For several decades now, the Pat Metheny Group has been one of the top-tier jazz bands in the world. Often shifting forms from traditional jazz, the group has always attempted to do something original, with Pat Metheny at the forefront. The group is best-known as a quartet, but aside from Metheny and Lyle Mays (Metheny's creative foil), the membership of the band has varied wildly. The 2006 incarnation includes both Metheny and Mays, bassist Steve Rodby, drummer Antonio Sanchéz, trumpeter/vocalist Cuong Vu, and Gregoire Maret on harmonica. This version of the group signed with Nonesuch records, known lately for giving second chances to artists who might have seemed outre, such as Laurie Anderson and most famously Wilco, as well as reissuing many milestone works by composer Steve Reich.
The band's first release for Nonesuch, The Way Up, feels like it owes a little something to Mr. Reich (whom Metheny has worked with before), opening with a slow-build up that any fan of "Music For 18 Musicians" would find familiar. Soon the band find themselves in their own territory, however, as they perform the piece's main theme and begin to wind into improvisational jaunts that are always a pleasure to travel on.
This version of "The Way Up" comes from the Asian leg of the band's tour; specifically, we're watching them perform in Seoul, Korea. The performance opens with a simple title card and then that engaging intro. No chatter with the audience, just straight into the music. And what music it is. Listening to the interview on the disc, as well as other writings available on the internet, it's clear that "The Way Up" is a very special composition for both Metheny and Mays, one that embodies all that they want their music to express. And their joyful performances amply display just how into the music they get: Metheny practically glows as he plays the theme.
The rest of the group looks a little more serious than their bandleader, but they have no less passion for the material. Each one gets their turn in the spotlight as the piece progresses, and each bring a unique sound that contributes to the whole. With so many aging musicians losing the battle against their own previous works, it's nice to know that some artists are still willing to take chances.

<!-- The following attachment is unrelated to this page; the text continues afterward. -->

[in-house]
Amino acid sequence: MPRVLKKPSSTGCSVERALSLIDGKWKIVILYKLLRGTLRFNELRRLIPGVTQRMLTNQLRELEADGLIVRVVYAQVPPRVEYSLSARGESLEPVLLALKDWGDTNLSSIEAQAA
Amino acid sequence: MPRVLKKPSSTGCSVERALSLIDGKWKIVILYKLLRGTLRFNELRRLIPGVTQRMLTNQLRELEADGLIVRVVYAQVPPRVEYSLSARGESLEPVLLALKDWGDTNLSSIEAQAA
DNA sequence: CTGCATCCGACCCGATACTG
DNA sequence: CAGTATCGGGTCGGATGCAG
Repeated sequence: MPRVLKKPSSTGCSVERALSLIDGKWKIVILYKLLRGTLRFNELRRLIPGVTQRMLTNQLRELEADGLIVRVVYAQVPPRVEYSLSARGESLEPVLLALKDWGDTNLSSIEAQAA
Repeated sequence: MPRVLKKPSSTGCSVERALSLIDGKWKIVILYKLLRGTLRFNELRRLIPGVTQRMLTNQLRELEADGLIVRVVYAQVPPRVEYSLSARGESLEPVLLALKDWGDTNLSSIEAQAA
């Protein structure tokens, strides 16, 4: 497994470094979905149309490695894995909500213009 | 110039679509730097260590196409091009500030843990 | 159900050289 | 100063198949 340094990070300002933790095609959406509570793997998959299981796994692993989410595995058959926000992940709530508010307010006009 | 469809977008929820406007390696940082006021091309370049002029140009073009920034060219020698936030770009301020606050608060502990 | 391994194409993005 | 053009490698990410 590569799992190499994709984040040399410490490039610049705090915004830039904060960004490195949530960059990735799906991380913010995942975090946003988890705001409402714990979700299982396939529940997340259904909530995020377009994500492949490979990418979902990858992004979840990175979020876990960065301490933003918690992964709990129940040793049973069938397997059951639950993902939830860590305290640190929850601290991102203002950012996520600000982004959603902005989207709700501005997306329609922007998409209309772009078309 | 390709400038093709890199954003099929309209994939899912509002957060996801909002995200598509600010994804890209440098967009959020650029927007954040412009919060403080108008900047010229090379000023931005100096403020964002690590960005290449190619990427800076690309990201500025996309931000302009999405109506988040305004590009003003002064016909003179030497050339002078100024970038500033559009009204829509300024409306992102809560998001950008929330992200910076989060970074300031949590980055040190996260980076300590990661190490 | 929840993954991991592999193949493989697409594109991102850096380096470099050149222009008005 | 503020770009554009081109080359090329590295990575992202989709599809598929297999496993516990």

The HD DVD:
As far as I can tell, this is the first release by Eagle Vision, and they start things off right. Unlike Concert Hot Spot, who likes to encode with MPEG-2, Eagle Vision has this concert encoded in VC-1. Now, even with that superior compression codec, I still think that concerts are some of the worst material to use for HD. Most concerts tend to have lighting rigs that bathe large portions of the stage in a single color of light, so most of what you see has the details wiped by being covered entirely in blue, or red, or whatever other color the lighting guy has decided upon. In this respect The Way Up is no revelation, we're mostly seeing solid colors. However, when we get some white light you can make out a lot of detail (you can actually see a tiny scratch on a single key of Mays' piano!), but considering all we're seeing is a group of guys playing music, it's a little hard to be wowed by the image. Still, as far as the encoding goes, I found nothing to complain about.
Now, this is what we're here for. As with any concert disc, the audio is what you really want a good showing from, and this one does not disappoint. We get three audio options: Dolby Digital Plus 5.1, DTS-HD (which, as far as I can tell, is not the lossless DTS-HD Master Audio but simply regular DTS with the letters "HD" tacked on at the end), and uncompressed LPCM stereo. All three tracks sound great. Of the three, I found the DTS to be the most disappointing, with the least amount of range. The Dolby Digital Plus fared much better, with a more open soundstage and a warmth missing from the DTS. To my ears, though, as heretical as this might sound to surround lovers, I enjoyed the stereo LPCM the most. The uncompressed sound had such a fine timbre to it that I found myself switching back to it to hear my favorite passages. There's absolutely nothing wrong with the DD+, but the LPCM is the winner in this case.
Eagle Vision once again surprises me by putting the disc's one video bonus feature in 1080p, also encoded with VC-1. The feature in question is a 20-minute interview with Pat Metheny. Metheny is an intelligent guy who really loves what he does, and the 20 minutes goes by in a flash as he talks about the origins of the band, its philosophy, the meaning of "The Way Up" for himself and Mays, and many other topics. He smiles a lot and genuinely seems grateful to be able to lead a life where he can spend his days playing jazz.
The only other supplement is a collection of musician's bios, which are actually a little more in-depth than what you might find on a standard DVD. Metheny gets the longest, of course, but every one is worth reading.
Pat Metheny is a certified legend in the music business, but he still continues to grow and change with his art. The Way Up: Live is a prime example, a single extended piece that builds on what Metheny has done before while continuously striving for something new. The HD DVD has good picture but more importantly, great sound, and is worth a purchase by fans of the group or anyone interested in a new sonic experience. Recommended